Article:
Once, Egypt's mighty temple complex of Abu Simbel on the Sudanese border was a potent symbol of a pharaoh's dominance. Then, for centuries it was forgotten, lost to the desert sands. Re-discovered, it faced annihilation, consigned to the bottom of the Nile's waters forever.
The tale of how two absolute gems of ancient art – the colossal Abu Simbel and Aswan's Philae Temple – were saved from oblivion is a love story to shared cultural heritage in the face of hardnosed progress. UNESCO puts it succinctly: "Many people thought they had to choose between culture and development, between flourishing crops and the traces of a glorious history. UNESCO has shown that we can have both."
It is a searing heat that accompanies our group to these twin temples of the rising sun, originally carved from the mountainside in the 13th century BC. The monolithic structures do not reveal themselves immediately. Visitors must trek from the entrance around to the enthroned colossi that have endured for 3000 years.
Slowly, they come into view, facing east towards the sunrise. How to describe their scale? The statistics do not do them justice. The Great Temple of Abu Simbel stands 30 metres tall and 35 metres wide with four seated colossi flanking the entrance, each 20 metres tall. The nearby Small Temple is 12 metres high and 28 metres wide.
Abu Simbel is truly the work of a man who would be god – Rameses the Great, Ancient Egypt's supreme ruler, third pharaoh of the 19th dynasty, who reigned for 66 years from 1279BC to 1213BC.
The Great Temple is dedicated to the gods Amun, Ra-Horakhty and Ptah and to the deified Rameses. He built four statues of himself to celebrate his victory over the Hittites at the Battle of Kadesh. Abu Simbel is a manifestation of his absolute power, built on the border of conquered Nubian lands. The Smaller Temple is dedicated to the goddess Hathor and Rameses' favourite wife, Queen Nefertari.
They are magnificent. And yet, in the name of progress, they were to be destroyed in 1964, submerged during the creation of Lake Nasser – the massive artificial reservoir over which we have just flown from Aswan – formed after the building of the Aswan High Dam on the Nile.
Understanding this great loss of heritage, the Egyptian and Sudanese governments asked for help in 1959. UNESCO launched a worldwide appeal, 50 countries rose to the occasion and one of world's greatest engineering feats began.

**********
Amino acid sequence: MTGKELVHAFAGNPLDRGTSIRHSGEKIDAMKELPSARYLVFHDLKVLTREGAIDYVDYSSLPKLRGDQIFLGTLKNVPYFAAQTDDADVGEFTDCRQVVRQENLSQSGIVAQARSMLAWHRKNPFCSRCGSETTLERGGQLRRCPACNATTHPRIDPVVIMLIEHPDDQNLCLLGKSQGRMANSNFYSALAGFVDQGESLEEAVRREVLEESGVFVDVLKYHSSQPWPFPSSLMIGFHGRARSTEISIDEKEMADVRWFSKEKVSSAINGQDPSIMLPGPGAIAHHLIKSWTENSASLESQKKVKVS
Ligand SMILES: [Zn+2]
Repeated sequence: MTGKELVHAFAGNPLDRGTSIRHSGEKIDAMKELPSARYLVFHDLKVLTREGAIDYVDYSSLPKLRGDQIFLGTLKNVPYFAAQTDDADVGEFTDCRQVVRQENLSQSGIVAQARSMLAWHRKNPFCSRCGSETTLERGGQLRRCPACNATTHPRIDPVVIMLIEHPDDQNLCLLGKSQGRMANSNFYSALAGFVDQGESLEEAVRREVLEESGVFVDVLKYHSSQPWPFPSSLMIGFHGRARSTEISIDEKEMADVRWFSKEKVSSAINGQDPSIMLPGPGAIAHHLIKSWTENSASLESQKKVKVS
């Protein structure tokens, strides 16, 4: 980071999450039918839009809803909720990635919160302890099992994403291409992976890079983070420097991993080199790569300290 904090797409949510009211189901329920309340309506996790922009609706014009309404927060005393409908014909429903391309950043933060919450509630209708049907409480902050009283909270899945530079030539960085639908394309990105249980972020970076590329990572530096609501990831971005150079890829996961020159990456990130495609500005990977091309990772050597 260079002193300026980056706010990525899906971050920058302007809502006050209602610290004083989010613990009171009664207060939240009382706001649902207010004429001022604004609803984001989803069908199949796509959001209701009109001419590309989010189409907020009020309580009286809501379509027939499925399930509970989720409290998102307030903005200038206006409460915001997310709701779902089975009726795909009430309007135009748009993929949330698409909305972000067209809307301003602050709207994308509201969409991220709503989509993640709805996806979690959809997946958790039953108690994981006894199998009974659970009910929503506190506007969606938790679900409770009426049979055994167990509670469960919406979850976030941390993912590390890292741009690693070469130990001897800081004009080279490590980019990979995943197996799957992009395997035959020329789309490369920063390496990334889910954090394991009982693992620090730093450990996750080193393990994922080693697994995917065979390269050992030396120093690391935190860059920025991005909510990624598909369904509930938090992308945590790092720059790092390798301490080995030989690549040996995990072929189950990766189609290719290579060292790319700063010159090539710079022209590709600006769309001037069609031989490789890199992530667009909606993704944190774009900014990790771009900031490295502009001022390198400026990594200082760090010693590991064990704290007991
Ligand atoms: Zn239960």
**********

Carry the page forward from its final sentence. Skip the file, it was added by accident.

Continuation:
It took almost five years, 3000 workers and cost $US42 million to cut the brittle Abu Simbel sandstone temples into more than 1000 blocks between three and 20 tonnes. They moved the blocks 64 metres above and 180 metres west of their original location, now flooded. Once there, they were re-assembled exactly as they had been and inserted into two soaring reinforced, natural rock-covered concrete "mountains".
Such a process, if undertaken insensitively, could have produced a kind of tacky theme park. But they stand, doubtless as they have always stood, so precisely aligned so that twice a year (October 22 and February 22) the sun's rays illuminate three statues in the inner sanctuary.
Other schemes were discarded – to protect the temples with a counter-dam that would have cost as much as the Aswan Dam. Another was to enclose them in a glass bubble to be viewed underwater. Another was to cut the temples out in one piece and float them down the Nile to a new site.
The cool, dark, gargantuan innards of the Great Temple stretch about 64 metres into the mountain – two atriums, the inner sanctuary, pillars, storerooms, all inscribed with beautiful hieroglyphics and images, telling Rameses' stories of battles and spiritual journeys. Nefertari's temple is simpler but stunning.
We also visit the lovely temples, shrines and gateways of Isis on what is now called New Philae Island in Aswan. In 1972, the temples were moved from the original Philae to nearby Agilika, which was fashioned to resemble the original. The raising of these Philae Temples, which cost $US30 million, carries an equally impressive engineering pedigree.
Philae had been permanently submerged and its monuments flooded to about a third of their height. A simple marker rising from the waters now indicates the location of the original island.
Altogether, UNESCO saved 22 temples from the Nile waters – a magnificent task for the world's heritage – and its 20-year campaign to save the treasures of Nubia ended in 1980.
But there was still a great cost. The waters significantly obliterated Nubian life both in Egypt and Sudan as far south as Sudan's Dal Cataract. Whole villages with the decorated walls and facades vanished, as did the cultural remains of their ancestors.
Scenic's 11-Day Treasures of Egypt journey from Cairo to Abu Simbel includes a four-night Nile cruise on Sanctuary Sun Boat III, four luxury hotel stays, an Egyptologist guide, temple, tomb and museum visits, internal flights, most meals, accommodation, tipping, complimentary wine with lunch and dinner. From $8595 a person twin share departing Giza (Cairo) on May 8 or May 22, 2020; partner flies free. See scenic.com.au or phone 138 128. For the Sanctuary Sun Boat III, see sanctuaryretreats.com
Alison Stewart was a guest of Scenic.